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The need for coordination of research activities in pediatric lung diseases

During the recent years, the scientific knowledge of the pathomechanisms and new therapeutic options in pediatric lung diseases has dramatically increased which is reflected by the more and more increasing number of publications in this important field. Additionally, major scientific efforts have been bundled within national and international research networks like the German Center for Lung Research (DZL), the platforms of the European Respiratory Society (ERS), and the different Cooperation in Science and Technology (COST) actions [1, 2]. It was for the first time that the German Society for Pediatric and Adolescent Medicine (DGKJ) brought together international lung researchers in an English-speaking “DGKJ Scientific LUNG Symposium” at the annual meeting in Munich on September 3 and 4, 2016. The DGKJ invited frontiers in science covering important aspects of pediatric lung diseases to discuss their latest research findings with clinical experts in the field. The discussion of recent results from animal models and from molecular studies emphasized the need for an earlier and better exchange between basic research and clinical challenges of pediatrics to promote the translation of experimental results to patient care (and back) which was also recently promoted, i.e., by the scientific journal of the European Respiratory Society [3]. All together, the symposium demonstrated impressively the relevant similarities and overlaps of pathomechanisms between the broad spectrum of pediatric lung diseases which arouse from completely different origins including inborn, acquired, genetic, and environmental factors.

Pediatric lung disease already starts early in utero when the highly orchestrated process of lung development gets disturbed [47]. The balance of signaling pathways driving alveolar, mesenchymal, and vascular development including fibroblast growth factor 10 (FGF-10) signal transduction, the transforming growth factor beta (TGF-β), hypoxia-inducible factors (HIF), vascular endothelial growth factor (VEGF-A), and vitamin A-retinoid signaling represents the prerogative for undisturbed alveolo- and vasculogenesis. Surprisingly, not only the overstimulation of central growth signaling pathways including the nuclear factor “kappa-light-chain-enhancer” of activated B cells (NFkB) pathway but also the reduced baseline activity, i.e., in the absence of a central regulatory cytokine-like tumor necrosis factor alpha (TNF-α) can aggravate lung damage [4, 6, 7]. The complexity of regulation is further enhanced by the post-transcriptional control of protein production by microRNAs. Although many studies were able to identify potential candidates, the proof of causality is still mostly missing [5]. The central link between pulmonary inflammation and distortion of lung development is modulated by amniotic infection and a bundle of well-established clinical therapies including steroid exposure as well as the avoidance of mechanical ventilation and high oxygen exposure [6, 8]. Within the cell populations contributing to the development of chronic lung disease, mesenchymal stromal cells have attracted special attention during the recent years. Animal studies and a first human study showed a protective effect to the neonatal lung but a clear separation of the potential mechanisms of action including growth factor release, immunomodulation, and the substitution of injured cells is necessary before broad application within clinical trials [9, 10]. We are just beginning to understand the long-term consequences for these patients [6, 11]. During the presentations, it became clear that the major pediatric lung diseases like BPD, asthma, cystic fibrosis, and severe respiratory viral infections have common and distinct signaling pathways responsible for disease severity. Different genetic and epigenetic constellations, the exposure to certain environmental factors, and the heterogeneity of immune response determine the clinical phenotype of asthma, cystic fibrosis, and viral infections [1217]. Even within a class of pathogens, the invader can take different endocytotic pathways and target different intracellular sites [16]. Despite the high complexity of immune reactions and pathomechanisms which might account for differences in phenotype and treatment responses, there are also promising results for potential candidates like granulocyte-macrophage colony-stimulating factor (GM-CSF) to treat different bacterial and viral infections with the identical targeted therapy [17].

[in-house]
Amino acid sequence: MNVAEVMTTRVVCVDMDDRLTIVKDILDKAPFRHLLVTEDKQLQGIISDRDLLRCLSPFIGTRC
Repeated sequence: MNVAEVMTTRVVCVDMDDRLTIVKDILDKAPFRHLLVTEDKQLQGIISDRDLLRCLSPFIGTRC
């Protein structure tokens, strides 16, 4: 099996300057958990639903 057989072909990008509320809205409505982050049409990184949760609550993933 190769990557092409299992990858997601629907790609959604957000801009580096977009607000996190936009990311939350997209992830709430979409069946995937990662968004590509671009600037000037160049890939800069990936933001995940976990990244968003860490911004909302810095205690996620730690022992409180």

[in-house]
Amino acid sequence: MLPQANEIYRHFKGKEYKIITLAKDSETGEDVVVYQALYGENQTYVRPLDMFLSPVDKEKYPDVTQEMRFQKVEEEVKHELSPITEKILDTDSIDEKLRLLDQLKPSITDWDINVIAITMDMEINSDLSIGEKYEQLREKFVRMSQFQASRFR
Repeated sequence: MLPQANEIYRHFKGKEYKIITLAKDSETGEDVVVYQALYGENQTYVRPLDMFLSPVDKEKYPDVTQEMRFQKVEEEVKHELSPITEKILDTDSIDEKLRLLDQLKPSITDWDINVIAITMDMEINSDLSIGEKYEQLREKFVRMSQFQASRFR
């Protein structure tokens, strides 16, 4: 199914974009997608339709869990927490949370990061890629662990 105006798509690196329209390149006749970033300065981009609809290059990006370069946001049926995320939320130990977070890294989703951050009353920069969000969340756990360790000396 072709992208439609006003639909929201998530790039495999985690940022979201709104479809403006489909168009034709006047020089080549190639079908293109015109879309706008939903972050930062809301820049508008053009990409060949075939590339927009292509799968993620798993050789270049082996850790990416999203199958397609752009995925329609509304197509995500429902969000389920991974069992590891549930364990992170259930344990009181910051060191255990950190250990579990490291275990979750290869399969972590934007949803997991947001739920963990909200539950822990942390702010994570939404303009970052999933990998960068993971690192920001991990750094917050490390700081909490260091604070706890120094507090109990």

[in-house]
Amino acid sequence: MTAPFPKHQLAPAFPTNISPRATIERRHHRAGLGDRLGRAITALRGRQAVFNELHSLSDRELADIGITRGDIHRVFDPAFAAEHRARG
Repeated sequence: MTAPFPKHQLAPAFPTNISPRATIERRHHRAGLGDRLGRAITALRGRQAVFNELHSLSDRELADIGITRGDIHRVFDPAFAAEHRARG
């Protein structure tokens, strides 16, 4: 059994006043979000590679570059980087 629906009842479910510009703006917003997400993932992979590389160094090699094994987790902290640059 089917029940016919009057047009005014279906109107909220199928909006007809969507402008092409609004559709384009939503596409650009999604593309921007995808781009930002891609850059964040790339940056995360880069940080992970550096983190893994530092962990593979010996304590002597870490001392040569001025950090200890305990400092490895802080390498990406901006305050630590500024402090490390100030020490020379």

To this end, the conclusions of the symposium pointed out that despite the heterogeneities between different pediatric lung diseases and even between different clinical phenotypes within one disease, the commonalities of major pathomechanisms highly encourage a comprehensive concept to elucidate the frontiers in science to the different pediatric lung diseases within a bundled interdisciplinary approach. Learning from the others’ cohorts and experimental results cannot only broaden the horizon but speed up the development and introduction of new and more specific therapies into the clinics to all children with pediatric lung diseases. We want to thank all speakers for their excellent presentations during the symposium and for their important contributions to this special edition.


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Correspondence to Harald Ehrhardt.

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Ehrhardt, H., Zimmer, KP. The need for coordination of research activities in pediatric lung diseases. Mol Cell Pediatr 3, 26 (2016).

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